February 16, 2023

Don’t Quit Your Day Job … Unless You’re Sergio Vellatti

The Surprising Story Behind California’s Big Band Sensation 

By Zandra Wolfgram 

Some of us dream of chucking our “day job” and doing what we really want to do — insert requisite dream job here. In 2009, Crescendo! 2023 featured guest artist Sergio Vellatti did just that. Two years later, the civil engineer-turned-performer walked onto a Los Angeles stage with hundreds of faces gazing at him and a full big band behind him. The evening hosted by the Screen Actors Guild Foundation paid tribute to Harrison Ford and other notable attendees. It would be a thrilling moment for any young singer. For Sergio Vellatti’s, it would be his first public performance. He was 27 years old. 

“Up until then, I wasn’t even a singer, but I had aspirations,” the now 39-year-old said during a phone interview from his home in Laguna, California. 

Growing up in Golden State’s San Gabriel Valley, the voices behind Disney characters captured Vellatti’s young imagination. He was taken with the idea of being a voiceover artist. With tape recorder in-hand, he would “produce” elaborate narrations complete with characters, plot twists and music. He joined the junior high band to play clarinet, later switching to drums in the marching band in high school. Fortuitously, he gravitated toward the sounds of big band, jazz and American popular music. 

Yet, the idea of singing still never occurred to him.

“I grew up in the most nonmusical household. We didn't have a record player. The only exposure to music that I had was going to driving to and from the golf course with my stepdad. I would sit in the car and Golden Oldies would play on the radio station,” he tells.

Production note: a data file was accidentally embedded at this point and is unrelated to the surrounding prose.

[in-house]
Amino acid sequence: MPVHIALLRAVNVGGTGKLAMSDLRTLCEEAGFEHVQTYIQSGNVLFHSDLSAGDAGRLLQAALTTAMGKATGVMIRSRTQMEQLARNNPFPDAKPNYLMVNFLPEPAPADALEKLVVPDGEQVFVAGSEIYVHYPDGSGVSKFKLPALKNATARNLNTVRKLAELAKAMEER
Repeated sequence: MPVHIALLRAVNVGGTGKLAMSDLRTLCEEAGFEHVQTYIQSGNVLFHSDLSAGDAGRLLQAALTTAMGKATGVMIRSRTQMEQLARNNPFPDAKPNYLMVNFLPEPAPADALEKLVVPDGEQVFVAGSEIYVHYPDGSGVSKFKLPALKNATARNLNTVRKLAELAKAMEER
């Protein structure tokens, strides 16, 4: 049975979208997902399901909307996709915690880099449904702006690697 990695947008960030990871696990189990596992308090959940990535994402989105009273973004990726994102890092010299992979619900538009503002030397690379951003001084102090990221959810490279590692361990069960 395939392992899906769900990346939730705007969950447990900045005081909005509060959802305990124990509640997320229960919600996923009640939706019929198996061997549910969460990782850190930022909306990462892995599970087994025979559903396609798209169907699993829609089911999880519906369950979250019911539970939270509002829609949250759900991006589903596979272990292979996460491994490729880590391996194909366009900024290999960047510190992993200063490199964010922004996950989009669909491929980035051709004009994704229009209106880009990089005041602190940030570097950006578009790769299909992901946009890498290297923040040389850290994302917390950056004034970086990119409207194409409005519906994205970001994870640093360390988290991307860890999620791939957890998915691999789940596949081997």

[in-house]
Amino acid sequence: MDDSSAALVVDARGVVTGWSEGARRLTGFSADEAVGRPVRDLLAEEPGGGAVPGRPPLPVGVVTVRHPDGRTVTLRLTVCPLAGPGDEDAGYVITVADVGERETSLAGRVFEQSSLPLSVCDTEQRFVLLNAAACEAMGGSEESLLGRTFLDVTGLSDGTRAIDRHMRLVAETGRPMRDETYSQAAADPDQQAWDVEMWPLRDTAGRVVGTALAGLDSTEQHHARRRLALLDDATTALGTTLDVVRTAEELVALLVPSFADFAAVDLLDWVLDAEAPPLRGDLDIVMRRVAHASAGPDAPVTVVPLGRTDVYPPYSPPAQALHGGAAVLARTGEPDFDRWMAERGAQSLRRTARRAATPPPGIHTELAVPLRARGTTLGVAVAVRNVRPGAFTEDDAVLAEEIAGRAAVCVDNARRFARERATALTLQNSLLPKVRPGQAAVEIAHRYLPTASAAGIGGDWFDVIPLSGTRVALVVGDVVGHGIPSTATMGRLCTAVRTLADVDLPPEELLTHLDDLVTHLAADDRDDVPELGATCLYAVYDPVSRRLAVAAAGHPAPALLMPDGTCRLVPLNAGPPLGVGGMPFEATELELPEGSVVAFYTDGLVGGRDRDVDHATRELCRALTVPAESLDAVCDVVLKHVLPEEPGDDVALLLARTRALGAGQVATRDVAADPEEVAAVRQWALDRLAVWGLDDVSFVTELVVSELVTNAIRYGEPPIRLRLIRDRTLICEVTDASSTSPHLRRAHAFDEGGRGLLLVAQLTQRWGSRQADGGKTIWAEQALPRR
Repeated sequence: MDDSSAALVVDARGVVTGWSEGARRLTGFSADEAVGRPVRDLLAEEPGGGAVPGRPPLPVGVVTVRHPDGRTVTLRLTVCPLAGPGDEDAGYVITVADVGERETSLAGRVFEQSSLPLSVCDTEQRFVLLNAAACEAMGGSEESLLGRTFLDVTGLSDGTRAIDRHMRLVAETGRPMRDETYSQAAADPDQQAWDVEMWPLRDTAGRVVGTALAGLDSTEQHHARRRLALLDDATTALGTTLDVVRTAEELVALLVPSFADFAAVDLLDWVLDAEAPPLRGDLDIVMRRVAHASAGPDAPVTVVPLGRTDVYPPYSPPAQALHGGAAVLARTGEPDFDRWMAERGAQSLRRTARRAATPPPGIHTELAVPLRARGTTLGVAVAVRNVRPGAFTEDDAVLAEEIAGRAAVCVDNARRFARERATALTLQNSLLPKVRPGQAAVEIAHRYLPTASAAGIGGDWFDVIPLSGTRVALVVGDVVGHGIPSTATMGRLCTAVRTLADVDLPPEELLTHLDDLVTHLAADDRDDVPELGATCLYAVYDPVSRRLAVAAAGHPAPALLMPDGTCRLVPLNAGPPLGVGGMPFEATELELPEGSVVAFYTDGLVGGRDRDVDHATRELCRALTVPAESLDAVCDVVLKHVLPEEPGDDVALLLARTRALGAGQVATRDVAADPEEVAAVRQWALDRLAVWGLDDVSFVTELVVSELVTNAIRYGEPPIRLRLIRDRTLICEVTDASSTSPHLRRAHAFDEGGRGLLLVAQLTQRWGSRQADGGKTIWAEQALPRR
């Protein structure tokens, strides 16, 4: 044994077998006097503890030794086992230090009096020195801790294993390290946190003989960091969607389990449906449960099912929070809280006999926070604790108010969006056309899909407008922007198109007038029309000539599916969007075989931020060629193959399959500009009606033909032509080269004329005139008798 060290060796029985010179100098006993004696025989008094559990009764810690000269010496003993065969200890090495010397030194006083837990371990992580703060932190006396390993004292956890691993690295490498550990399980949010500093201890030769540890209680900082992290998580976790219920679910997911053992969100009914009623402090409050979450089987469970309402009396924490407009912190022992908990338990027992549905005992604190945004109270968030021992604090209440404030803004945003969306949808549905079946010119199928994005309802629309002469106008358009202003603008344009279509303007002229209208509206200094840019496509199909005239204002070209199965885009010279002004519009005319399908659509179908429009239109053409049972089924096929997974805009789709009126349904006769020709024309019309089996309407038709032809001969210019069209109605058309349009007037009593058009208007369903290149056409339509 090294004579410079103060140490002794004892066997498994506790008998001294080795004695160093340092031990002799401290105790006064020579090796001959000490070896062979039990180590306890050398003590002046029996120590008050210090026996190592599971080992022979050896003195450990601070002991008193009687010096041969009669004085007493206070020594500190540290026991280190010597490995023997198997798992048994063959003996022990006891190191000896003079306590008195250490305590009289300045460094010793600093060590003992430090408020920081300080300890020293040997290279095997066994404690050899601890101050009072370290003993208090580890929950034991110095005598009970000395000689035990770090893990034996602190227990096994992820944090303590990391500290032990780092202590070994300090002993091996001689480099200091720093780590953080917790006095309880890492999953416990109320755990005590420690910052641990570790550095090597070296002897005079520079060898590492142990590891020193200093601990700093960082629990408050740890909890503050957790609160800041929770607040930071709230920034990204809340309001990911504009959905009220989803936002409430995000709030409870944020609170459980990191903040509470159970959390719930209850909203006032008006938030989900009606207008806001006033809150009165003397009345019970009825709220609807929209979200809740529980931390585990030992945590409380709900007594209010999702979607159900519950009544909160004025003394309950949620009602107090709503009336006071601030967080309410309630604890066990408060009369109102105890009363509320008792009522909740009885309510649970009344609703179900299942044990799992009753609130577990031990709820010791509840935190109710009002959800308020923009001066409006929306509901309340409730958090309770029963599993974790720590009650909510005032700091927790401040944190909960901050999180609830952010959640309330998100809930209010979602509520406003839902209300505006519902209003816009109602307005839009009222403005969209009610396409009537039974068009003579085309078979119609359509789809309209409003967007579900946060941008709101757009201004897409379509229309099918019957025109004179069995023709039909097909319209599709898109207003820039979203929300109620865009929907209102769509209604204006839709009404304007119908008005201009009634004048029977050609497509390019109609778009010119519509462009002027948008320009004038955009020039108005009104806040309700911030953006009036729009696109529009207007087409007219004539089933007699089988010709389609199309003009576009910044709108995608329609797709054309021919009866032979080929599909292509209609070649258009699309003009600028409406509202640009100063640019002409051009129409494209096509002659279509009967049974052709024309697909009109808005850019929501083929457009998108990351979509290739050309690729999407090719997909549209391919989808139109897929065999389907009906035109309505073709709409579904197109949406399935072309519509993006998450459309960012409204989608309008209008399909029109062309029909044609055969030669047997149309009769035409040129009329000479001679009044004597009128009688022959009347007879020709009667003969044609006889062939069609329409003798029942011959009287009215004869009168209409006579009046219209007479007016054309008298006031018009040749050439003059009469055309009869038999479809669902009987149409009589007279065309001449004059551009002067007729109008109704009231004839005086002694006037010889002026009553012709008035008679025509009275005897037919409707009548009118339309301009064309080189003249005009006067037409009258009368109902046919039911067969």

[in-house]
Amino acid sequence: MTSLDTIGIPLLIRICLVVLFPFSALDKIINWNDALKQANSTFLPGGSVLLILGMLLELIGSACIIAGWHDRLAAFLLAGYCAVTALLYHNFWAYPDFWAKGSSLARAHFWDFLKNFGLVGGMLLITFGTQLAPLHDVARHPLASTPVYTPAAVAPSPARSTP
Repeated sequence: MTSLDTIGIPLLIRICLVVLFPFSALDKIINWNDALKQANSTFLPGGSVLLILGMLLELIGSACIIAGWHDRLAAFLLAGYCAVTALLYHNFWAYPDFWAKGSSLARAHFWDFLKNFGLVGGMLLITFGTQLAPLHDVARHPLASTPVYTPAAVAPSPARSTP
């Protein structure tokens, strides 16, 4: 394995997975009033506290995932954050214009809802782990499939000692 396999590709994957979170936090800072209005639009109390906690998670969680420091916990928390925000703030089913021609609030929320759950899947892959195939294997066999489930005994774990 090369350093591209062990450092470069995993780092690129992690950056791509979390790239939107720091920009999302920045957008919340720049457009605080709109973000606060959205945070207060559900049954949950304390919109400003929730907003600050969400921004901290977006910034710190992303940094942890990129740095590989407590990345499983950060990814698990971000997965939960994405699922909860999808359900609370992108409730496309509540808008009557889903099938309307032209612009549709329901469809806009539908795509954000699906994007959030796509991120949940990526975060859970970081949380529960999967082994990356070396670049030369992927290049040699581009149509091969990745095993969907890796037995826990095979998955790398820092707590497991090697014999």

Marvin Gaye, the Supremes and any band with big horns and a rhythm section got this entertainer’s toes tapping. 

“That’s what I consider great music,” he says. “Big band transports you to a different time. The lyrics are timeless. They don't they don't write music like that anymore. And it just evokes so many feelings of nostalgia and romance.”

Curious to explore the boundaries of his voice, the unemployed draftsman began to sing. Recording a handful of standards to orchestral tracks, family and friends encouraged Vellatti to post his recordings on YouTube. Soon, his channel had more than half a million views. 

Surprisingly, singing came naturally … as did opportunities. Within month of meeting an award-winning record producer while in Los Angeles for a job interview, Vellatti tuned out engineering and turned his full focus to music.

After relocating to Los Angeles in September 2011, he was invited to be an artist in residence with the acclaimed music department at Citrus College, performing with the institution's touring big band. After his heady aforementioned first public performance, Vellatti went on to perform at marquee venues throughout California, Hawaii and Florida. 

His “musical” dream was in full swing. 

Inspired by musical icons such as Ray Charles, Tony Bennett and Joe Williams, this crooner is focused on building a career as a concert performer and recording artist to fulfill his new-found dream. After nearly a decade on stage, this big-voiced singer has clearly found his “happy place.”

“It’s a playground and I get the front the best seat in the house! I get to listen to the band up close which is my favorite part of performing, and I like wearing a tuxedo!” he confesses with an easy laugh.

As he reflects on his circuitous path to music, Vellatti is heartened his performance will benefit Sinfonia Gulf Coast and its music education community outreach initiatives.

“It is an honor. I love it because, we were all children, and we remember what it was like being creative kids. I'm working to get back to that — being that creative kid and being uninhibited,” he says.

What can Crescendo! audiences expect on Sunday, Feb. 26 from California’s surprising big band singer sensation? 

“They can expect satin shoelaces,” Vellatti teases, “and great, timeless music!” 

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